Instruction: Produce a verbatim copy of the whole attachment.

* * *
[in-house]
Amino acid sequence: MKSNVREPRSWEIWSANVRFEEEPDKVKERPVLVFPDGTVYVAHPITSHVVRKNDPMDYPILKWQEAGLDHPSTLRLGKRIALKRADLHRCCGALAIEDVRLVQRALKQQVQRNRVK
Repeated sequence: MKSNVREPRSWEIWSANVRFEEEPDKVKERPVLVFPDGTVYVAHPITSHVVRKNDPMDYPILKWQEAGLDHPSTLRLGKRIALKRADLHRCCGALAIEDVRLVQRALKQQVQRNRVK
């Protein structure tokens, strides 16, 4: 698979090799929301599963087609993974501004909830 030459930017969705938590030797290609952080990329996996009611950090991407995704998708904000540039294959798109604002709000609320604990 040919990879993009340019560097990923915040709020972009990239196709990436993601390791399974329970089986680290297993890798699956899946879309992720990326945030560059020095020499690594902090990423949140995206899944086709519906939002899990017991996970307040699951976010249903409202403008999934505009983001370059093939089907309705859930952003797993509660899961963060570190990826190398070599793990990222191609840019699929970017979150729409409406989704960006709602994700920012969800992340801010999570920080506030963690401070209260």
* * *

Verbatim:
[in-house]
Amino acid sequence: MKSNVREPRSWEIWSANVRFEEEPDKVKERPVLVFPDGTVYVAHPITSHVVRKNDPMDYPILKWQEAGLDHPSTLRLGKRIALKRADLHRCCGALAIEDVRLVQRALKQQVQRNRVK
Repeated sequence: MKSNVREPRSWEIWSANVRFEEEPDKVKERPVLVFPDGTVYVAHPITSHVVRKNDPMDYPILKWQEAGLDHPSTLRLGKRIALKRADLHRCCGALAIEDVRLVQRALKQQVQRNRVK
């Protein structure tokens, strides 16, 4: 698979090799929301599963087609993974501004909830 030459930017969705938590030797290609952080990329996996009611950090991407995704998708904000540039294959798109604002709000609320604990 040919990879993009340019560097990923915040709020972009990239196709990436993601390791399974329970089986680290297993890798699956899946879309992720990326945030560059020095020499690594902090990423949140995206899944086709519906939002899990017991996970307040699951976010249903409202403008999934505009983001370059093939089907309705859930952003797993509660899961963060570190990826190398070599793990990222191609840019699929970017979150729409409406989704960006709602994700920012969800992340801010999570920080506030963690401070209260």